Population, employment and pay on the up says Census

The Falklands population continues to grow, is generally better off, healthier and happy with the  roof over their heads, than four years ago when the last Census was conducted.

Maeve Daly, Statistics and Performance Officer of FIG’s Policy Unit presented the ‘headlines’ of the latest Census, at a Public Meeting on Monday.
The census data is still being analysed, and a full report will be published by the Policy Unit by the end of March.
The population of the Falkland Islands (usually resident individuals) was calculated to be 3,398, which is an increase of 16% on 2012. 3,200 of those individuals were present in the Islands on Census night (October 9, 2016), and it is the data these individuals provided on their Census forms which will be analysed by the FIG Policy Unit, to provide a basis for future decision-making.
Thirty more people now live in the Camp bringing the population up to 381. However, it is the populations of West Falkland and other Islands which are increasing - East Falkland camp population declined. In 1980, the Camp population was 763, and has been slowly declining ever since, until this year.
Stanley has a population of 2,460, compared to 2,120 in 2012. In 1980, Stanley had a population of 1,050.


National Identity  
Of those who completed a Census form, 62% classed themselves as Falkland Islander. The next highest national identity was British at 23%. There were also combinations of several nationalities.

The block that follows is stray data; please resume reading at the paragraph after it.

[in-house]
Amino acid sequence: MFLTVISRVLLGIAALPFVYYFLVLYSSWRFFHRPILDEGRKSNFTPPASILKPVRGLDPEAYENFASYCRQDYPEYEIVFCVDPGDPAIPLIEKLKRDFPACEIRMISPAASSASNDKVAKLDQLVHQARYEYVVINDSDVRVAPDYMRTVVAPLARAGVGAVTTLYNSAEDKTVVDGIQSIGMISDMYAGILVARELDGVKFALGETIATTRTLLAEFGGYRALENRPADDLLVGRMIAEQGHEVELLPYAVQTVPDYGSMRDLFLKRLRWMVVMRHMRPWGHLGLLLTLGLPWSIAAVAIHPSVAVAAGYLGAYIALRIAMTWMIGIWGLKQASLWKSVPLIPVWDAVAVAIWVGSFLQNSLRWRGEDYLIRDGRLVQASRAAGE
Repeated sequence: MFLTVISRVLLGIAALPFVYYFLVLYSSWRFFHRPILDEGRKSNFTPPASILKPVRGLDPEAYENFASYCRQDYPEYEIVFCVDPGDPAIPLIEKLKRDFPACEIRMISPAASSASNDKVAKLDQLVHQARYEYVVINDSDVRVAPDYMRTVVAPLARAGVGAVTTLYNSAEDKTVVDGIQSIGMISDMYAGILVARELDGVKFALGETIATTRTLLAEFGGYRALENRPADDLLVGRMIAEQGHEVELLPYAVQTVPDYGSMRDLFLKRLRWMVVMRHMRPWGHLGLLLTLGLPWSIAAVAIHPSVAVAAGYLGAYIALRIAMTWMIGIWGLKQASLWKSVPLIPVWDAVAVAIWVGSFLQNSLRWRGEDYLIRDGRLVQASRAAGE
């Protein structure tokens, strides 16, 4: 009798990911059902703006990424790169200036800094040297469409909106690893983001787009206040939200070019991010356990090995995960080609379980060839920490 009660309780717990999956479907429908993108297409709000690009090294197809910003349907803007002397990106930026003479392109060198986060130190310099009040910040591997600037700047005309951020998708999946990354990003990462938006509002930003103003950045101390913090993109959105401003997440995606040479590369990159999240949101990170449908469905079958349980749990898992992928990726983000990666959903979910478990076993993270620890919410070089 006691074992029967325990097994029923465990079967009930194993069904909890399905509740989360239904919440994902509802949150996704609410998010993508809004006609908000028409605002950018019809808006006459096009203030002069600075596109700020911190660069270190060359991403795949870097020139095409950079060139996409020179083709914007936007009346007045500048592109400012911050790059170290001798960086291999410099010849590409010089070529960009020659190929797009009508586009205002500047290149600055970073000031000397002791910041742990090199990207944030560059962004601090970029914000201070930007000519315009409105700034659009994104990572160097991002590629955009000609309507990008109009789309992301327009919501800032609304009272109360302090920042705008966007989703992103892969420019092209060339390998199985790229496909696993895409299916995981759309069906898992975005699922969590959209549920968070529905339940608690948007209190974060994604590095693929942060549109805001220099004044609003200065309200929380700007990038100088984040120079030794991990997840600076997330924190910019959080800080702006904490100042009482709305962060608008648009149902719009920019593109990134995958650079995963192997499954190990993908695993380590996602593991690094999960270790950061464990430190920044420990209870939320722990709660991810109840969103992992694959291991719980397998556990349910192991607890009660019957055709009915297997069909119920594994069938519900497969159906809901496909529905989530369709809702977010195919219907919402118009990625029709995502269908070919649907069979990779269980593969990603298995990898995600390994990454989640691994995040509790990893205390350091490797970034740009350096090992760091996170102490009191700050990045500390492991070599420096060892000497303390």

At the public meeting on Monday, a resident pointed out that he was born British, but was now a Status holder, so had been confused what answer to put for this question. Ms Daly, explained that there really was no right or wrong answer, but it depended on how an individual perceived themselves.
St Helenian identity, on its own, was claimed by 91 people or 4 per cent of the residents and Chilean was claimed by 117 or 5 per cent of the populace.
In addition to the numerically-strong national identities, there were also 44 other nationalities, representing 286 people. Of these, Zimbabwean was the largest, with 74, then Filipino with 51, and then Australian, New Zealander, North American, S African, French, Italian, Argentine, and Irish with 5.
The average age of the population is 38.5. Young people, under the age of 15 comprise 19% of the population, and those over 64 years of age 12%..
In terms of immigration status, 75% of the Stanley population are Status or PRP holders, (85% in Camp). Numerically, there are 531 work permit holders, compared to 341 in 2012.


Employment and Income
247 more people are in part or full-time employment, an increase of 16%. Unemployment remains extremely low with only 21 individuals out of work (1.1 per cent).
45% of all employed Camp residents are self-employed, compared to 11% in Stanley.
The main employment sectors, with numbers employed, are the Public Service (525), Agriculture (210), Retail, and vehicle repair (200), Construction (175), Business Services (95), Tourism (89) and Hospitality (87). The top seven sectors employ 75% of the workforce. Roughly, a fifth of those in employment have two or more jobs. 
For individuals in employment, the mean (average) salary in Stanley is £27,562, and £21,336 in Camp. This is an increase since 2012 of over £4,000 for Stanley workers, but a slight decrease for those in Camp.
However, the percentage of workers earning less than £15,000 is 24 whereas, four years ago, it was 37. Similarly, considering the whole population, including those not in employment, those in the lowest income category of less than £15,000 is 37%, compared to 47% in 2012. So, there are fewer people at the lower-paid end of the market. Cont on page 3